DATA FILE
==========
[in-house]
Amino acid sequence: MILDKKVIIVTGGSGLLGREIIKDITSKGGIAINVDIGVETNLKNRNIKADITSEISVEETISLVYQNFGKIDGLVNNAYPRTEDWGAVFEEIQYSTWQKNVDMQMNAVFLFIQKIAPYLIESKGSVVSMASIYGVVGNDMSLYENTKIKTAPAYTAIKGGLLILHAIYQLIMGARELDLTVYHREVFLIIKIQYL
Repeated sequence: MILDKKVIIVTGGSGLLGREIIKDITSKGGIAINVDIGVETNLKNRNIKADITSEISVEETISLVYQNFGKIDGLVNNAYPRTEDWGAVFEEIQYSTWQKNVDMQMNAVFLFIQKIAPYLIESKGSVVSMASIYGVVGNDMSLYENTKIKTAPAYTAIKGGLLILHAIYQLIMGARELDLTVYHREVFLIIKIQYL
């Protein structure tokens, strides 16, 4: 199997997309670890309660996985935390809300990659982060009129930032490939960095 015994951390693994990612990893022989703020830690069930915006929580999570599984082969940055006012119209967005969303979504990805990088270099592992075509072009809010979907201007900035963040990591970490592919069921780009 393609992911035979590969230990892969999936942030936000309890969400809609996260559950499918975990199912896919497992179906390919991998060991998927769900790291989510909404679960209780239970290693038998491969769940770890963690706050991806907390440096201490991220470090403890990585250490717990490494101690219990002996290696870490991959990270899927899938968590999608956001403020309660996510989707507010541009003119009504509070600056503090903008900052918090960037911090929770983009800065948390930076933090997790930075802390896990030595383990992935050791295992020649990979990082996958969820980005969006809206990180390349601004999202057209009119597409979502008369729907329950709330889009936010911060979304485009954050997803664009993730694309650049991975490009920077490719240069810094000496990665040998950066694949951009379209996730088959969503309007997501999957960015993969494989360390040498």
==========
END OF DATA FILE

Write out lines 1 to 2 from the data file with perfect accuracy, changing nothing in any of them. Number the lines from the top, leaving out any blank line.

[in-house]
Amino acid sequence: MILDKKVIIVTGGSGLLGREIIKDITSKGGIAINVDIGVETNLKNRNIKADITSEISVEETISLVYQNFGKIDGLVNNAYPRTEDWGAVFEEIQYSTWQKNVDMQMNAVFLFIQKIAPYLIESKGSVVSMASIYGVVGNDMSLYENTKIKTAPAYTAIKGGLLILHAIYQLIMGARELDLTVYHREVFLIIKIQYL